31 Mar How Do Building Regulations Affect Your Conservatory?
Before you start building your conservatory, there are a couple of things to be aware of. The legislation is basically split into two categories: planning permission and building regulations. To sum them up, planning permission is concerned with the way the construction of your building affects the surrounding area, whereas building regulations ensures the immediate health and safety of people in the constructions themselves. This week, we’re taking a closer look at building regulations.
What You Need To Know Before Building A Conservatory
Though planning permission and building regulations are separate pieces of legislation, they’re very closely related to each other. That makes them both the responsibility of your local planning authority – essentially, your local council. Now, if you live in an older property, it may be an idea to note whether you live in a listed building or not. If you do, there may be special building regulations that apply to your property, which you’ll need to account for when going ahead with your conservatory. You can talk with your local conservation officer to find out whether there’ll be any of these sorts of obstacles, and if there are, how to overcome them.
However, there’s only going to be relatively few of you that applies to – for most of us, there’s good news! Conservatories have generally been exempt from building regulations, and have been since the mid 1980s. However, that’s only if they meet certain conditions.
In order for your conservatory to be exempt from building regulations:
- It must be built at ground level
- 75% of the roof has to be transparent or translucent
- The floor can’t be bigger than 30m2 (measured internally)
- It needs to be separated from the house by external quality walls, doors or windows
- It needs to have an independent heating system from the rest of the house, with separate on/off switches and temperature controls
- The glazing and electrical installations have to comply with safety requirements of Building Regulations Part N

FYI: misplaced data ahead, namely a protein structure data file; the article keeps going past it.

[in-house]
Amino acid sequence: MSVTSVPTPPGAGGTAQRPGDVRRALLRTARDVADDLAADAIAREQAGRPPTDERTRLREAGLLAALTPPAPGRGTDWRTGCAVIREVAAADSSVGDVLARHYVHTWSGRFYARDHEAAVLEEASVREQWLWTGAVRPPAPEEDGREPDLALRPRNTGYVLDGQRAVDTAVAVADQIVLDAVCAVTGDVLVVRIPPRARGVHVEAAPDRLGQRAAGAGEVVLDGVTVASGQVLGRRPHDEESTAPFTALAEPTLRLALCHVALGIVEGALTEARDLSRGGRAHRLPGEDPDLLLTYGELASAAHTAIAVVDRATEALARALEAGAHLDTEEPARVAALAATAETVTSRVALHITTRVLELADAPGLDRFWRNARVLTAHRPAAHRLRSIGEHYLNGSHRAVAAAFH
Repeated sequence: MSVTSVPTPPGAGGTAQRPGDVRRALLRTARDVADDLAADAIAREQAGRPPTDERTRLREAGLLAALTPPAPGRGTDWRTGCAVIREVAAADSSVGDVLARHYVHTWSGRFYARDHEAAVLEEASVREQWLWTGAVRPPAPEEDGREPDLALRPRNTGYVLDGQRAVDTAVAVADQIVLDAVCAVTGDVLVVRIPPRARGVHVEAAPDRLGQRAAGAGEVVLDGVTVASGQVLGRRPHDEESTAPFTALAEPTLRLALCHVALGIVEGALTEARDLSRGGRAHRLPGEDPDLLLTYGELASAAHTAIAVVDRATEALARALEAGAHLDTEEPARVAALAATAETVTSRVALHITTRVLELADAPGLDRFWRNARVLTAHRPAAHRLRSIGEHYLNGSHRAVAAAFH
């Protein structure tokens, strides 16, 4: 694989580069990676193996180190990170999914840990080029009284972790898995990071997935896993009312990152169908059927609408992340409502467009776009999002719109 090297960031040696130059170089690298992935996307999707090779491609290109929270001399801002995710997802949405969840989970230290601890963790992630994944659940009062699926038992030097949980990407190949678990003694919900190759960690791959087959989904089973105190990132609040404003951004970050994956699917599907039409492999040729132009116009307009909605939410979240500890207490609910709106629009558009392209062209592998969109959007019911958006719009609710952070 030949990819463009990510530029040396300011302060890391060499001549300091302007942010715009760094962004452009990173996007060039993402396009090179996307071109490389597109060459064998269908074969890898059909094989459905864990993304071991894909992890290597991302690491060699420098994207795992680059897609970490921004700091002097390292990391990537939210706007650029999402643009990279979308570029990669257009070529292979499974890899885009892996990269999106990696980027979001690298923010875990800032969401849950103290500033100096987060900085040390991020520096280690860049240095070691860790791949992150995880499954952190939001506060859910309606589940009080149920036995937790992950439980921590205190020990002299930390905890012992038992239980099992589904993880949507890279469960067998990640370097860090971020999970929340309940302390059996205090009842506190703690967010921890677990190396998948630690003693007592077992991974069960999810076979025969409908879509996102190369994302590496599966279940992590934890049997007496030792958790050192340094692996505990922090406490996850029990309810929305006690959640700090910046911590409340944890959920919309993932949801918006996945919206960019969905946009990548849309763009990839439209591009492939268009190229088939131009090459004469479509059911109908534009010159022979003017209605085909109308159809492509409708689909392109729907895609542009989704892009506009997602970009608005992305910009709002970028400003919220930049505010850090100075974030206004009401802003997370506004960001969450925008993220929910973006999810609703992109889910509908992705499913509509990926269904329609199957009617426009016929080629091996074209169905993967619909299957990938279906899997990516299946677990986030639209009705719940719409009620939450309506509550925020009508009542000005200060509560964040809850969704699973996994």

Making Sure Your Conservatory Is Safe
As well as the legal requirements above, there are a couple of other things that it’s generally considered ‘good practice’ to do. While these aren’t quite as strict from a legal perspective, taking them into account will make your conservatory a whole lot safer. Fingers crossed, you may one day be thankful for it!
To be quite honest, there are a few you’re not likely to consider anyway; for example the fact that your conservatory should be single-storey, and built of a non-combustible material. However, some aren’t quite so obvious, so at RTE Fabrications, we’d advise:
- The installation of a door separating your conservatory from the rest of the house
- Ensuring that it doesn’t restrict ladder access to upper-floor windows.
Both of these are essentially fire precautions. Doors are instrumental in slowing down fires – which might give you precious extra time in a situation where every second counts – while the fire brigade and other emergency services may need to have a clear path to upper floors in order to rescue people. In these sorts of circumstances, you may well be thankful for the extra precaution!
Finally, it’s worth noting that any new structural opening between the conservatory and the existing house will need building regulations approval, even if the conservatory is technically exempt. If you’re still uncertain, we’re only too happy to advise here at RTE. Building is what we do, so we’re well-versed in the rules surrounding it. You can contact us on 01254 873 002 – or, if you’re all ready to go, you can start the ball rolling on your bespoke conservatory project today!
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